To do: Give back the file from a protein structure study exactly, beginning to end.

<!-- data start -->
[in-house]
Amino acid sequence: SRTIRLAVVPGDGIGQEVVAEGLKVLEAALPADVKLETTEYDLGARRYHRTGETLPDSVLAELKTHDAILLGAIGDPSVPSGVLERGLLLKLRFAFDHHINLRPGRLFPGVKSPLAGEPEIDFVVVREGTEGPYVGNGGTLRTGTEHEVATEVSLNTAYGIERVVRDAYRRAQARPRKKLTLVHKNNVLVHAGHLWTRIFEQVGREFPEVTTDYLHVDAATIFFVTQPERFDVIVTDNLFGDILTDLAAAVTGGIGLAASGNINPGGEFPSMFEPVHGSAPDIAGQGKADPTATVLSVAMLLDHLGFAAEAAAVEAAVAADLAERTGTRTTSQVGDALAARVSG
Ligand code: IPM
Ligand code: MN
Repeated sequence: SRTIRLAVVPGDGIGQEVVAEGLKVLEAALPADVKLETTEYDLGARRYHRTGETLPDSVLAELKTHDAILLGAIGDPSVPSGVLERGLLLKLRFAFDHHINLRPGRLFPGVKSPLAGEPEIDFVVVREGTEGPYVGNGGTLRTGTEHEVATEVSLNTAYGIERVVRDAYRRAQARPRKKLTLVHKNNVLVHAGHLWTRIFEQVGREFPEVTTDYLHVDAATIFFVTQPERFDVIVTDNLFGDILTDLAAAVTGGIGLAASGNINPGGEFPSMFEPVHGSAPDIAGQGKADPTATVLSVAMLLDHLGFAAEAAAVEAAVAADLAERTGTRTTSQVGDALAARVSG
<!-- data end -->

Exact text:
[in-house]
Amino acid sequence: SRTIRLAVVPGDGIGQEVVAEGLKVLEAALPADVKLETTEYDLGARRYHRTGETLPDSVLAELKTHDAILLGAIGDPSVPSGVLERGLLLKLRFAFDHHINLRPGRLFPGVKSPLAGEPEIDFVVVREGTEGPYVGNGGTLRTGTEHEVATEVSLNTAYGIERVVRDAYRRAQARPRKKLTLVHKNNVLVHAGHLWTRIFEQVGREFPEVTTDYLHVDAATIFFVTQPERFDVIVTDNLFGDILTDLAAAVTGGIGLAASGNINPGGEFPSMFEPVHGSAPDIAGQGKADPTATVLSVAMLLDHLGFAAEAAAVEAAVAADLAERTGTRTTSQVGDALAARVSG
Ligand code: IPM
Ligand code: MN
Repeated sequence: SRTIRLAVVPGDGIGQEVVAEGLKVLEAALPADVKLETTEYDLGARRYHRTGETLPDSVLAELKTHDAILLGAIGDPSVPSGVLERGLLLKLRFAFDHHINLRPGRLFPGVKSPLAGEPEIDFVVVREGTEGPYVGNGGTLRTGTEHEVATEVSLNTAYGIERVVRDAYRRAQARPRKKLTLVHKNNVLVHAGHLWTRIFEQVGREFPEVTTDYLHVDAATIFFVTQPERFDVIVTDNLFGDILTDLAAAVTGGIGLAASGNINPGGEFPSMFEPVHGSAPDIAGQGKADPTATVLSVAMLLDHLGFAAEAAAVEAAVAADLAERTGTRTTSQVGDALAARVSG